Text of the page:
During the last decade, new diagnostic tools have been investigated to detect this debilitating disorder as early as possible [5,14,15,16,17,18]. Among these, microRNA (miRNA) analysis is emerging as a promising option supported by a growing body of evidence from studies in cancer and degenerative disorders [19,20,21,22,23]. Human miRNAs are single stranded, highly conserved, non-coding RNAs composed of 21–25 nucleotides. Partial binding to their complementary messenger RNA (mRNA) can regulate gene degradation and translation. It is estimated that about 60% of genes are regulated by miRNAs [24]. From a biological point of view, miRNAs are mainly transcribed from genes in intronic regions of coding or non-coding transcripts [24,25,26]. miRNAs are transcribed in the nucleus under hundreds of duplex nucleotide-long primary miRNAs (pri-miRNA) subsequently cleaved to generate precursor miRNAs (pre-miRNA). These pre-miRNAs are then transported from the nucleus to the cytoplasm, where the duplexes are cleaved to form mature miRNAs, which are incorporated into RNA silencing complexes (RISC) that regulate post-translational modifications by binding to the target mRNA [24,25,26]. Finally, the miRNAs are released from the cells into the circulation using various carriers, such as Argonaute, nucleophosmin 1, high-density lipoproteins, or extracellular vesicles (exosomes), which confer remarkable stability against endogenous RNAses. The miRNAs can then be detected in human fluids [24,25,26].
In the specific setting of endometriosis, several authors have evaluated the relevance of a blood-based miRNA signature, but the results are discordant because of methodological and control group issues [19,20,22,23,27,28]. Indeed, in previous studies, the control groups was composed of asymptomatic patients and/or patients undergoing a tubal ligation and/or pelvic inflammatory disease and/or gynecologic disorders but without knowledge of symptoms [19,20,22,23].
Similarly, saliva miRNAome analysis has been investigated by several teams exploring biomarkers for numerous benign and malignant disorders but never in the context of endometriosis [29,30,31,32].
Therefore, the aim of the prospective ENDO-miRNA study was to analyze the human miRNome to differentiate patients with and without endometriosis, to define a saliva-based diagnostic miRNA signature for endometriosis with an internal cross validation.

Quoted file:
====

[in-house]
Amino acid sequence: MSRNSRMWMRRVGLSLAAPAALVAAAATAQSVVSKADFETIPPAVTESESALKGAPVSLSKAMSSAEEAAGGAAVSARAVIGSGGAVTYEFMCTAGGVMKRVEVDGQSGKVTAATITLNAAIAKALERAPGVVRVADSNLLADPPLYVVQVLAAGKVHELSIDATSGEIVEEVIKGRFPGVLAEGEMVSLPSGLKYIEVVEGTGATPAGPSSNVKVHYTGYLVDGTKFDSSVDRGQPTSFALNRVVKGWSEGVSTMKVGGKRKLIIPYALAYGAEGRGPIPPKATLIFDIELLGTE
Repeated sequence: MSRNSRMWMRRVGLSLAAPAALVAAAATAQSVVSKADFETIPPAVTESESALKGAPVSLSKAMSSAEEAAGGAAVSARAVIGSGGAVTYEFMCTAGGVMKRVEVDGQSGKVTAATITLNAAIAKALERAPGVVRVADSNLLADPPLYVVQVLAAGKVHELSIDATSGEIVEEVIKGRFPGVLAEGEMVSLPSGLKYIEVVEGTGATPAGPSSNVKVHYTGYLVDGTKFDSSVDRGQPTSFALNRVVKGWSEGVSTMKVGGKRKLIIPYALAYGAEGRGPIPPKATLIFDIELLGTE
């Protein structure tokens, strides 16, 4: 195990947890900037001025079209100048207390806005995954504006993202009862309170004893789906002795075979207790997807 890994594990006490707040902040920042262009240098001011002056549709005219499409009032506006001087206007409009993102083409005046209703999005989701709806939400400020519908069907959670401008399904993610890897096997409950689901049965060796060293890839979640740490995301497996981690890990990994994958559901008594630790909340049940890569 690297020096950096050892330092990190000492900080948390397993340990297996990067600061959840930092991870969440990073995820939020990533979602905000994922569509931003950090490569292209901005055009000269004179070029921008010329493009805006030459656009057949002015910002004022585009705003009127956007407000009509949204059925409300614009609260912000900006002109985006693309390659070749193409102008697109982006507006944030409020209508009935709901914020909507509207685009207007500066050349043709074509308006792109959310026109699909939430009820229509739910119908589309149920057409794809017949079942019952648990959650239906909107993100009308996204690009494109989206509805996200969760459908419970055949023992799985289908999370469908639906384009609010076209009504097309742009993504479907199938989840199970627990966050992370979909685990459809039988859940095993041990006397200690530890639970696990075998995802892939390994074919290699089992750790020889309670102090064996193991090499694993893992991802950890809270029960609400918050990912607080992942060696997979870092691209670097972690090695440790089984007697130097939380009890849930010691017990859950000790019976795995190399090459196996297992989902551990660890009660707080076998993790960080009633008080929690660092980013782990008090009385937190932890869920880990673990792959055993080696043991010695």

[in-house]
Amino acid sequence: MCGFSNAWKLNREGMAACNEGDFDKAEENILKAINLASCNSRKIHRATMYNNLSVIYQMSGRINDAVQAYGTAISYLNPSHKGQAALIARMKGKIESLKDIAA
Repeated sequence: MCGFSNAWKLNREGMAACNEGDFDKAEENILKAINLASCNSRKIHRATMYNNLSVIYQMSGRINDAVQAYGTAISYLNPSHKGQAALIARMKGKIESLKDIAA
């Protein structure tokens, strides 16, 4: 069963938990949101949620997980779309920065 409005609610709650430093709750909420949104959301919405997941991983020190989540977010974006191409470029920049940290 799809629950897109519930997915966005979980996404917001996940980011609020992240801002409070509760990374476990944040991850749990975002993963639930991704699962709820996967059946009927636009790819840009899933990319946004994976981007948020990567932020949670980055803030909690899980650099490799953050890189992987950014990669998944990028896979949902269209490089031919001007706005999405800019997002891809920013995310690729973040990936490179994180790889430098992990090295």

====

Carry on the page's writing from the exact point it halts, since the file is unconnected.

2. Material and Methods

2.1. Ethics Statement

The data and saliva used for analysis were collected from the prospective ENDO-miRNA study (ClinicalTrials.gov Identifier: NCT04728152) under the Research Protocol ID RCB: 2020-A03297-32. Informed consent was obtained from all the participants. The study and data analysis followed the Standards for Reporting of Diagnostic Accuracy (STARD) reporting guidelines [33] (Annex S1). The study consisted of two parts: (i) identification of a biomarker based on genome-wide miRNA expression profiling by small RNA sequencing using next-generation sequencing (NGS) and (ii) development of a saliva-based miRNA diagnostic signature according to expression and accuracy profiling using an ML algorithm [17,21,34,35,36,37,38,39,40,41,42].

2.2. Study Population

The prospective ENDO-miRNA study included 200 saliva samples obtained from women with chronic pelvic pain suggestive of endometriosis. All the saliva samples were collected between January and June 2021. All the patients underwent either a laparoscopic procedure (therapeutic or diagnostic laparoscopy) and/or MRI imaging [5,6,7,8]. The laparoscopic procedures were systematically videoed and then analyzed by two operators (C.T., Y.D.), blinded to the symptoms and imaging findings, to confirm the presence or absence of endometriosis. For the patients who underwent laparoscopy, diagnosis was confirmed by histology. For the patients diagnosed with endometriosis without laparoscopic evaluation, all had MRI with features of deep endometriosis with colorectal involvement and/or endometriomas confirmed by two expert radiologists. The miRNAs were analyzed blinded to the surgical and imaging findings. Following exploration by laparoscopy or MRI, the women were classified into two groups: an endometriosis group and a control group of women with various benign pathologies other than endometriosis or with symptoms suggestive of endometriosis but without clinical or MRI features and no endometriosis lesions found during laparoscopic inspection (complex patient). The study flow chart is reported in Figure 1. The patients with endometriosis were stratified according to the revised American Society of Reproductive Medicine (rASRM) classification [43].

2.3. Saliva Sample Collection

The saliva samples (2 mL) were collected in an all-in-one system including a nucleic acid stabilizing solution for the collection, stabilization, and transportation (RE-100, DNA Genotek Inc., 2 Beaverbrook Road, Ottawa, ON, Canada) using an at-home kit (https://www.dnagenotek.com/us/products/collection-infectious-disease/OME-505.html, accessed on 1 December 2021). All the samples were stored at room temperature prior to shipping.